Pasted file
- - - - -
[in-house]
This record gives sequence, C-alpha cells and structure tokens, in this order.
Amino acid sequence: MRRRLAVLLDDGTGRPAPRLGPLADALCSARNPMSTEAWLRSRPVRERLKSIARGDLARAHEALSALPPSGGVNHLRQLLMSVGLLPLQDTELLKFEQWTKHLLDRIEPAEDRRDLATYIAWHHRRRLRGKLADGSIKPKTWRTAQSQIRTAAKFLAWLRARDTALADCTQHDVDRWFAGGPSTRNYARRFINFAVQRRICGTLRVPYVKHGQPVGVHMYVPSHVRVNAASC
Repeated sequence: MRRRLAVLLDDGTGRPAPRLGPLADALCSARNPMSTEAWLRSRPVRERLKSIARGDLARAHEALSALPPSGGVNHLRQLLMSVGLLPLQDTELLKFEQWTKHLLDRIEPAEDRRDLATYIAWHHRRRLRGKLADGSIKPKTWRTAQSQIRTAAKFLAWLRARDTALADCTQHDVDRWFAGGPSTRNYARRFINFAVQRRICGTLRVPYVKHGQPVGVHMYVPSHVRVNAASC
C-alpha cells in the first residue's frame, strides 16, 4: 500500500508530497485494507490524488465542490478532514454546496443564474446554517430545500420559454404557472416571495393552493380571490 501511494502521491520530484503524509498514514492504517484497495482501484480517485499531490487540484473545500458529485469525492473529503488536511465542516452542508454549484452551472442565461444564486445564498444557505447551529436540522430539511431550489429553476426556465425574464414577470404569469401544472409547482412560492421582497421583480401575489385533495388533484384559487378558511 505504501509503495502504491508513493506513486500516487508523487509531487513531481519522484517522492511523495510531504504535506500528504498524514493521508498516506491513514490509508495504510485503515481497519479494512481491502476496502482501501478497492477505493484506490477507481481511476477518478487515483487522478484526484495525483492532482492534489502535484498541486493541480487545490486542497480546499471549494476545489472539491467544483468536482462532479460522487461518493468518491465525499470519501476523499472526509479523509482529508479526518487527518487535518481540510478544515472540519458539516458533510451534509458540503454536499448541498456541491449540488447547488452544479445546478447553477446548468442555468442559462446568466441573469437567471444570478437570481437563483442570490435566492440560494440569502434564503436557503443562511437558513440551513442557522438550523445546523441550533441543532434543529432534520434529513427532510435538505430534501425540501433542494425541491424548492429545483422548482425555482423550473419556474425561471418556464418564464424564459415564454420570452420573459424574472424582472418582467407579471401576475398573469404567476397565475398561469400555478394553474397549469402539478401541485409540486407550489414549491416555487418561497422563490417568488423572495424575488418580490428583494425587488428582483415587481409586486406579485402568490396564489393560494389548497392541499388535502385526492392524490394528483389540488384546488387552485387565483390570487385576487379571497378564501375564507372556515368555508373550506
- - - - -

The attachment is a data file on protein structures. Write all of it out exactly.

[in-house]
This record gives sequence, C-alpha cells and structure tokens, in this order.
Amino acid sequence: MRRRLAVLLDDGTGRPAPRLGPLADALCSARNPMSTEAWLRSRPVRERLKSIARGDLARAHEALSALPPSGGVNHLRQLLMSVGLLPLQDTELLKFEQWTKHLLDRIEPAEDRRDLATYIAWHHRRRLRGKLADGSIKPKTWRTAQSQIRTAAKFLAWLRARDTALADCTQHDVDRWFAGGPSTRNYARRFINFAVQRRICGTLRVPYVKHGQPVGVHMYVPSHVRVNAASC
Repeated sequence: MRRRLAVLLDDGTGRPAPRLGPLADALCSARNPMSTEAWLRSRPVRERLKSIARGDLARAHEALSALPPSGGVNHLRQLLMSVGLLPLQDTELLKFEQWTKHLLDRIEPAEDRRDLATYIAWHHRRRLRGKLADGSIKPKTWRTAQSQIRTAAKFLAWLRARDTALADCTQHDVDRWFAGGPSTRNYARRFINFAVQRRICGTLRVPYVKHGQPVGVHMYVPSHVRVNAASC
C-alpha cells in the first residue's frame, strides 16, 4: 500500500508530497485494507490524488465542490478532514454546496443564474446554517430545500420559454404557472416571495393552493380571490 501511494502521491520530484503524509498514514492504517484497495482501484480517485499531490487540484473545500458529485469525492473529503488536511465542516452542508454549484452551472442565461444564486445564498444557505447551529436540522430539511431550489429553476426556465425574464414577470404569469401544472409547482412560492421582497421583480401575489385533495388533484384559487378558511 505504501509503495502504491508513493506513486500516487508523487509531487513531481519522484517522492511523495510531504504535506500528504498524514493521508498516506491513514490509508495504510485503515481497519479494512481491502476496502482501501478497492477505493484506490477507481481511476477518478487515483487522478484526484495525483492532482492534489502535484498541486493541480487545490486542497480546499471549494476545489472539491467544483468536482462532479460522487461518493468518491465525499470519501476523499472526509479523509482529508479526518487527518487535518481540510478544515472540519458539516458533510451534509458540503454536499448541498456541491449540488447547488452544479445546478447553477446548468442555468442559462446568466441573469437567471444570478437570481437563483442570490435566492440560494440569502434564503436557503443562511437558513440551513442557522438550523445546523441550533441543532434543529432534520434529513427532510435538505430534501425540501433542494425541491424548492429545483422548482425555482423550473419556474425561471418556464418564464424564459415564454420570452420573459424574472424582472418582467407579471401576475398573469404567476397565475398561469400555478394553474397549469402539478401541485409540486407550489414549491416555487418561497422563490417568488423572495424575488418580490428583494425587488428582483415587481409586486406579485402568490396564489393560494389548497392541499388535502385526492392524490394528483389540488384546488387552485387565483390570487385576487379571497378564501375564507372556515368555508373550506